The Count comes to Jonathan's room, dressed in Jonathan's own clothing. His hair has grown darker, Jonathan sees, and the deep lines in his face have thinned, now mere etchings, faint.
"I thank you," the Count says, "for the use of your clothing. It has proven invaluable." There are spots of blood on the rolled cuffs of the white shirt.
"What monster are you?" Jonathan asks, standing before the Count, still, straight-backed.
"In this place," the Count replies, "it is you who are the monster. So I study you, my friend. You are a foreigner. These clothes I wear now are as the ritual garments of some strange, superstitious tribe."
Jonathan commands, as much as he can command, "Give them back to me. They are mine."
The Count smiles, gracious, and before Jonathan he undresses, leaving Jonathan's tailored garments scattered on the floor around him like the fallen petals of a flower. Looking at the Count's bare flesh, heart pounding in his ears, Jonathan can see nothing but the winding pattern of blue veins tracing a path over his skin. Those veins, Jonathan knows, grow out of the Count's bare feet into the stone of the floor beneath him. They spurt from his fingertips into the air, where they continue to wind, traveling in spirals until they encircle Jonathan, invisible.
Jonathan closes his eyes and refuses to look.
After Jonathan fails to escape from the castle he sits alone with a half begun letter to Mina, but the characters of the shorthand twist and turn before his eyes into something unfamiliar and ugly, like the dark gears of a frightening factory machine. And so instead of continuing to write he takes the stiff white paper and slashes tiny cuts across each of his fingertips. The drops of blood that well up look to him like many things – exotic flowers, gemstones, teardrops colored by the setting sun.
When he next sees the Count Jonathan holds out his hands to him, with their stains of drying blood and fine, delicate cuts. The Count only smiles, eyes flaring like coals, and says, "Dear Mr. Harker, I shall ask far more of you than that when the time comes."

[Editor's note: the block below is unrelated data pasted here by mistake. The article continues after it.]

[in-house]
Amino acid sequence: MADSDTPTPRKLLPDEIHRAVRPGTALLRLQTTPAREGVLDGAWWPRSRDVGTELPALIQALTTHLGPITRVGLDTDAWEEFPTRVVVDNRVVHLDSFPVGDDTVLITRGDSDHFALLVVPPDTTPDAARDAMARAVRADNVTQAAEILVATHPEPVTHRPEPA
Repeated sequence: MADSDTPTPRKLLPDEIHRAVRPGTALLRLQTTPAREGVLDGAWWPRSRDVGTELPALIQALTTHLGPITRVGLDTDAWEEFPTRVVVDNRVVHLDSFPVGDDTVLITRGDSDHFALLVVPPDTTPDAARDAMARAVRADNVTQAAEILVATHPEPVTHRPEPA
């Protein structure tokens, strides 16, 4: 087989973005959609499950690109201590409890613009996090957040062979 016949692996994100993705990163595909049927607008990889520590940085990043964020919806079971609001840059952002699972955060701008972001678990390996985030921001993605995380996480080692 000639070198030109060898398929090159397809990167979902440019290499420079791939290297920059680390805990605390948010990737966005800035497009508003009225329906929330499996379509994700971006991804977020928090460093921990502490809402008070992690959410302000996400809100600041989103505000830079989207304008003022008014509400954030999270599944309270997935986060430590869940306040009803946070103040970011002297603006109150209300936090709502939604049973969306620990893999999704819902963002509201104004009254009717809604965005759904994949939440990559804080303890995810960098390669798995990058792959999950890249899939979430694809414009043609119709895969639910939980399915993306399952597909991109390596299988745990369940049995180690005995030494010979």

Left alone, Jonathan feels a terrible burning in his palms, in his hipbones, the closed cage of his ribs, the vertebra hard at the back of his neck. He can feel the edges of each of the cuts on his hands and they burn as though outlined by a candlewick. He searches for relief, rips off his clothing without regard for buttons or lacings and presses himself up against the bare stone wall, letting its cold seep through to his muscles. The stone envelops him, a gentle, emotionless embrace. He sinks into it like water and breathes in rich, cool earth.
Jonathan has a strange dream, a nightmare. He dreams that he sits a table set for tea. There is lace on the table, dripping over the edges. The teapot is of porcelain, and has painted on it an image of a flower, delicate as though it must have been painted with tiny brushes. There are scones on a platter, studded through with cranberries, a dish of jam glittering beside them. Mina sits across the table from him. Her dress is of a bright yellow, and is edged with lace that covers her throat entirely.
She smiles and asks him, "Would you like another cup of tea, dearest?" He nods, and she pours it for him. The liquid is a rich, warm brown, tinged with red. She adds a cube of sugar too, which sparkles in the silver tongs and then dissolves in the tea's warmth.
He lifts the teacup to his lips and she folds her hands in her lap. Her eyes, he sees, are distant, even though she smiles. The tea tastes delicate, sweet, intricate in its flavor. He is aware of how fragile the stem of his teacup is and feels a suddenly, overwhelming sympathy for Mina that makes him feel as though he is drowning.
Jonathan walks through the Count's castle. Shapes hover in the cobwebs, women's faces and bats' wings and wolves' claws. The walls sing soft songs to his ears, and though they have no words, he knows what they mean.
He steps around the plants that grow from the stone of the floors, and when he looks up to the ceilings he sees the vast, starry darkness of the cosmos.